My sincerest apologies to you for the most clickbait title ever. It had to be done because it integrates in a larger system of SEO and the peculiarities of the human brain. And therein lies the rub when it comes to User Interfaces, or “UIs”: measurements are not done in a vacuum, but require integration in a broader workflow.
What you might think I will talk about:
We have all cursed at the various machine user interfaces presented to us on outdated, isolated computers in the laboratory (because future support for sold instruments is *very* limited), trying to coax them into doing what we need them to do. Ask any user, and their first, and often only point of contact with the machine is their greatest source of frustration. The user interface is the result of a fine balance of three conflicting points:
- Firstly there’s the limitations in resources (funding, time, interest and care) on the side of the manufacturer. Additionally, there is often a real or perceived need for some secrecy on how the cookie is crumbled on the inside.
- Secondly, there are the demands and needs of the (initially imaginary and often overly simplified) user at the time of development.
- Lastly, the company engineers are trying to prevent opening up avenues for the more crafty user flavours to accidentally break things. This means restricting the operations that can be done.
What I actually want to highlight:
Regardless of your particular variant of manufacturer-supplied UI, the majority of the interfaces at least do some of what they claim to do on the surface. The problem appears when you take a step back and take a wider view of its position in the experimental chain. The problem is not so much the user interface design, but the underlying principle of the human as an integral part of the operation. The user interface here adds an untraceable, hard to replicate step in this operation.
As detailed in this post from a few weeks back, from a holistic or systems-perspective, the experimental chain consists of a great number of individual steps, which includes things like operating machines and noting the details down. At the moment, the glue that combines these steps consists of a human in the loop, usually armed with a paper notebook and a partial understanding of what is relevant metadata. To say that this is and always has been a disaster, would be an understatement. Problems in reproducibility of experiments arise partially due to the inability of the researcher to record the important aspects of experiments, and to communicate these important aspects to the outside world. In short: a lot of time is spent doing things that are impossible to reproduce even with the best of efforts. It has been like this for a long time – and we ignore this at our own peril.
The full solution lies in a (partial) reinterpretation of what it means to do science. We need to stop ourselves from mindlessly going through the motions of our ancestors in this pastiche of science we currently find ourselves in, and refocus on the core of the scientific method. This means a focus not on maximising metrics of publications and grants, but on making unbiased findings, with reproducibility front and center. Needless to say, this is a long-term goal, I’m not holding my breath. More on that later, as that is a whole beast of a topic best not tackled alone nor on the sidelines.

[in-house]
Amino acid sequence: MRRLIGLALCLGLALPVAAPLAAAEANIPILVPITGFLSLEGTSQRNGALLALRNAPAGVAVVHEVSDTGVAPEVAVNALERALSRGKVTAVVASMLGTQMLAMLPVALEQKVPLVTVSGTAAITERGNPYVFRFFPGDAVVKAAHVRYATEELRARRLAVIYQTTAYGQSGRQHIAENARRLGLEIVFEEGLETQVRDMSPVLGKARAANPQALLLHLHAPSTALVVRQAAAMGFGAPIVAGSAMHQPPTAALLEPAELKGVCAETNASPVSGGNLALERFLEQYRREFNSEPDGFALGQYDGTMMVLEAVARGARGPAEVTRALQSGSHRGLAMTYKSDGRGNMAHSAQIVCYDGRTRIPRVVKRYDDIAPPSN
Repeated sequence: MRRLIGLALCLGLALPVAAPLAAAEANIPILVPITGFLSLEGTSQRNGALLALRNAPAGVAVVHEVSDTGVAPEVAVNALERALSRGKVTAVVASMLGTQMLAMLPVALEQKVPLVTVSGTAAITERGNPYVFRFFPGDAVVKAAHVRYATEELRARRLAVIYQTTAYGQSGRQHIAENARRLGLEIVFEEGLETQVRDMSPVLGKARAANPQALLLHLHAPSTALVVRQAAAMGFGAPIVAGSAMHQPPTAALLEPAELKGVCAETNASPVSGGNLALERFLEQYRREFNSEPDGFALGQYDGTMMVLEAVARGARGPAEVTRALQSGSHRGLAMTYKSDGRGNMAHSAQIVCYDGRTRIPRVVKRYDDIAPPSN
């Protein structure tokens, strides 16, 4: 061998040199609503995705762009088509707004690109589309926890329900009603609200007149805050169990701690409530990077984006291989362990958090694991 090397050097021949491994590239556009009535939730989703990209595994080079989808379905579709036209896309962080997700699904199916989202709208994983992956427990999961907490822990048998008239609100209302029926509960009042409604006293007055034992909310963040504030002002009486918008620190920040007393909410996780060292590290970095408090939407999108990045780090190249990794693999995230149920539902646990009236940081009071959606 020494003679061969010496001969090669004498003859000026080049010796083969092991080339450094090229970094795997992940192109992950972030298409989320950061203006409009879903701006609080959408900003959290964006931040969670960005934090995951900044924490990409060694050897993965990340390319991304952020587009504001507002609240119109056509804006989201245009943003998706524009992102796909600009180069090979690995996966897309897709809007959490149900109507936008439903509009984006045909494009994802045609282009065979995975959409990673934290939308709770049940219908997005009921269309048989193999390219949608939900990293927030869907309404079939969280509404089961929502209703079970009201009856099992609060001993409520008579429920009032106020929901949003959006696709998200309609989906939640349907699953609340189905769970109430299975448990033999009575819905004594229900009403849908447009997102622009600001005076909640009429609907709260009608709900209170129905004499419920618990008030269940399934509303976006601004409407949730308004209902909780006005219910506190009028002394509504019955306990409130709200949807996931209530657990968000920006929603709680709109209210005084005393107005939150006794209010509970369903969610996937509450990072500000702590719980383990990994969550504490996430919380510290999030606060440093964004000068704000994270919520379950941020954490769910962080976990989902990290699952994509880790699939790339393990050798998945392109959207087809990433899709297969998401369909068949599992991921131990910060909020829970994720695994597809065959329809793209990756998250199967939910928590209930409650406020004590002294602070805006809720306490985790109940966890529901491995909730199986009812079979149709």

Back to the topic at hand: what’s wrong with the machine UIs? The problem is that most of these are not designed to aid traceability outside of their scope (or even within). All the actions have to be (manually, and often poorly) recorded by the user, and combined with their other actions within the particular experiment they are conveying. More often than not, this is spread over several paper logbooks with all the associated disadvantages of the format. If there is a log kept within a machine UI, it is unlikely to be user-readable outside of that particular machine software (version), rendering it useless. This lack of transparency and automated traceability is, as mentioned, wholly inadequate for traceability and reproducibility of an experiment or the path to a scientific finding.
Rethinking the scientific workflow implies that any and all actions and choices are, wherever possible, becoming a part of the scientific record of that experiment. The current insular nature of machine UIs is incompatible with this concept. A change is required, but the initial step may be more modest than you would initially think: the inclusion of a messaging API would suffice for starters. An open file format that integrates a step-by-step process log would be a good addition to this.
An easy solution
The inclusion of a simple messaging API in the machine UI would mean that any action, be they user-driven or machine-selected, can be accessed and recorded. These messages can either be made available over a simple ethernet protocol, through a REST API, or something fancier like MQTT, RabbitMQ, or even EPICS, though the simpler the better usually.
Translation will be necessary, but to the medium-seasoned programmer or Ph.D. student, this is achievable. Ideally, these messages would end up in an electronic lab journal together with the other steps. It requires a slight change in thinking and working by the scientist as well, and it will (at least initially) be a slower style of science while the necessary communications backend is established.
Future improvements will require the implementation not just of an output stream of messages, but also allow for (limited) external control of the machine. This then allows the machine to be integrated into larger set-ups in automated laboratories. To my surprise, I recently saw some XRD equipment manufacturers already starting to offer such external control APIs for some of their diffractometers, and I can only applaud their efforts in these directions.